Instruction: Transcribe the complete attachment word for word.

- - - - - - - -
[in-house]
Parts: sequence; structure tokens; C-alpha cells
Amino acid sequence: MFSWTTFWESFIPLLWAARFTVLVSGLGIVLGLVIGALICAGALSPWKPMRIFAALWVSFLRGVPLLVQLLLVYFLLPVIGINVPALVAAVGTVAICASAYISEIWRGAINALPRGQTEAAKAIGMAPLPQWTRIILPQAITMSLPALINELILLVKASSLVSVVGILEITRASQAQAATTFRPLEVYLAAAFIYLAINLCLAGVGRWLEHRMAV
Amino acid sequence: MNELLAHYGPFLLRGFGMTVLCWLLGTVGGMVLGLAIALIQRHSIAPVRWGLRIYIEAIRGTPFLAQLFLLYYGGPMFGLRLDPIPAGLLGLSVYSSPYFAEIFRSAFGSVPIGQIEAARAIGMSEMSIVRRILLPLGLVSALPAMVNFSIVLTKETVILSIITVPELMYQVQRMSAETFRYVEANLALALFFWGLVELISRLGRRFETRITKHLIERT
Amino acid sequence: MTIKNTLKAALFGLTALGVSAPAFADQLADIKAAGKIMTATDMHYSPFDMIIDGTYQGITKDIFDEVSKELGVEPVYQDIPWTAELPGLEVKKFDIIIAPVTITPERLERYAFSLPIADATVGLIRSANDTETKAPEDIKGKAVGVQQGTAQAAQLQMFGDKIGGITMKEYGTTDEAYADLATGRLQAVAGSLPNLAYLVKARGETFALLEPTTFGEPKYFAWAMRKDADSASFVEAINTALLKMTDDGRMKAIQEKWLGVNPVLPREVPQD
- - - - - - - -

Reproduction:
[in-house]
Parts: sequence; structure tokens; C-alpha cells
Amino acid sequence: MFSWTTFWESFIPLLWAARFTVLVSGLGIVLGLVIGALICAGALSPWKPMRIFAALWVSFLRGVPLLVQLLLVYFLLPVIGINVPALVAAVGTVAICASAYISEIWRGAINALPRGQTEAAKAIGMAPLPQWTRIILPQAITMSLPALINELILLVKASSLVSVVGILEITRASQAQAATTFRPLEVYLAAAFIYLAINLCLAGVGRWLEHRMAV
Amino acid sequence: MNELLAHYGPFLLRGFGMTVLCWLLGTVGGMVLGLAIALIQRHSIAPVRWGLRIYIEAIRGTPFLAQLFLLYYGGPMFGLRLDPIPAGLLGLSVYSSPYFAEIFRSAFGSVPIGQIEAARAIGMSEMSIVRRILLPLGLVSALPAMVNFSIVLTKETVILSIITVPELMYQVQRMSAETFRYVEANLALALFFWGLVELISRLGRRFETRITKHLIERT
Amino acid sequence: MTIKNTLKAALFGLTALGVSAPAFADQLADIKAAGKIMTATDMHYSPFDMIIDGTYQGITKDIFDEVSKELGVEPVYQDIPWTAELPGLEVKKFDIIIAPVTITPERLERYAFSLPIADATVGLIRSANDTETKAPEDIKGKAVGVQQGTAQAAQLQMFGDKIGGITMKEYGTTDEAYADLATGRLQAVAGSLPNLAYLVKARGETFALLEPTTFGEPKYFAWAMRKDADSASFVEAINTALLKMTDDGRMKAIQEKWLGVNPVLPREVPQD